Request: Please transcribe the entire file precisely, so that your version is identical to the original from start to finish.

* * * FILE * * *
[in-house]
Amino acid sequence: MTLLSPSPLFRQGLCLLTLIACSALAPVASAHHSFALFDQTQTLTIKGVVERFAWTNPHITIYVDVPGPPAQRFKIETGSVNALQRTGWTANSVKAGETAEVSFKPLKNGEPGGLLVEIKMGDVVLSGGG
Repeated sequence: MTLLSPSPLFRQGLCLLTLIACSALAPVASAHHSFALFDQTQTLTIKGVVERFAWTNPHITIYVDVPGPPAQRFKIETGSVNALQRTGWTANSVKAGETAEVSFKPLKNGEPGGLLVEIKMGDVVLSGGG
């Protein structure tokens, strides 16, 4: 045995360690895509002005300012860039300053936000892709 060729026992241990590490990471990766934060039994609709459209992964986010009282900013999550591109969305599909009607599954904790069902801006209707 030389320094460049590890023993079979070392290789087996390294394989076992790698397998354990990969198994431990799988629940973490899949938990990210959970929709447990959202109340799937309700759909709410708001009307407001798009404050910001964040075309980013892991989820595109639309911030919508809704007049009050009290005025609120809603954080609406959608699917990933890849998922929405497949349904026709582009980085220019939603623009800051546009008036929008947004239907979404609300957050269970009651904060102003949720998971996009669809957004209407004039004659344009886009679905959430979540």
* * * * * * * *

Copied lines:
[in-house]
Amino acid sequence: MTLLSPSPLFRQGLCLLTLIACSALAPVASAHHSFALFDQTQTLTIKGVVERFAWTNPHITIYVDVPGPPAQRFKIETGSVNALQRTGWTANSVKAGETAEVSFKPLKNGEPGGLLVEIKMGDVVLSGGG
Repeated sequence: MTLLSPSPLFRQGLCLLTLIACSALAPVASAHHSFALFDQTQTLTIKGVVERFAWTNPHITIYVDVPGPPAQRFKIETGSVNALQRTGWTANSVKAGETAEVSFKPLKNGEPGGLLVEIKMGDVVLSGGG
């Protein structure tokens, strides 16, 4: 045995360690895509002005300012860039300053936000892709 060729026992241990590490990471990766934060039994609709459209992964986010009282900013999550591109969305599909009607599954904790069902801006209707 030389320094460049590890023993079979070392290789087996390294394989076992790698397998354990990969198994431990799988629940973490899949938990990210959970929709447990959202109340799937309700759909709410708001009307407001798009404050910001964040075309980013892991989820595109639309911030919508809704007049009050009290005025609120809603954080609406959608699917990933890849998922929405497949349904026709582009980085220019939603623009800051546009008036929008947004239907979404609300957050269970009651904060102003949720998971996009669809957004209407004039004659344009886009679905959430979540």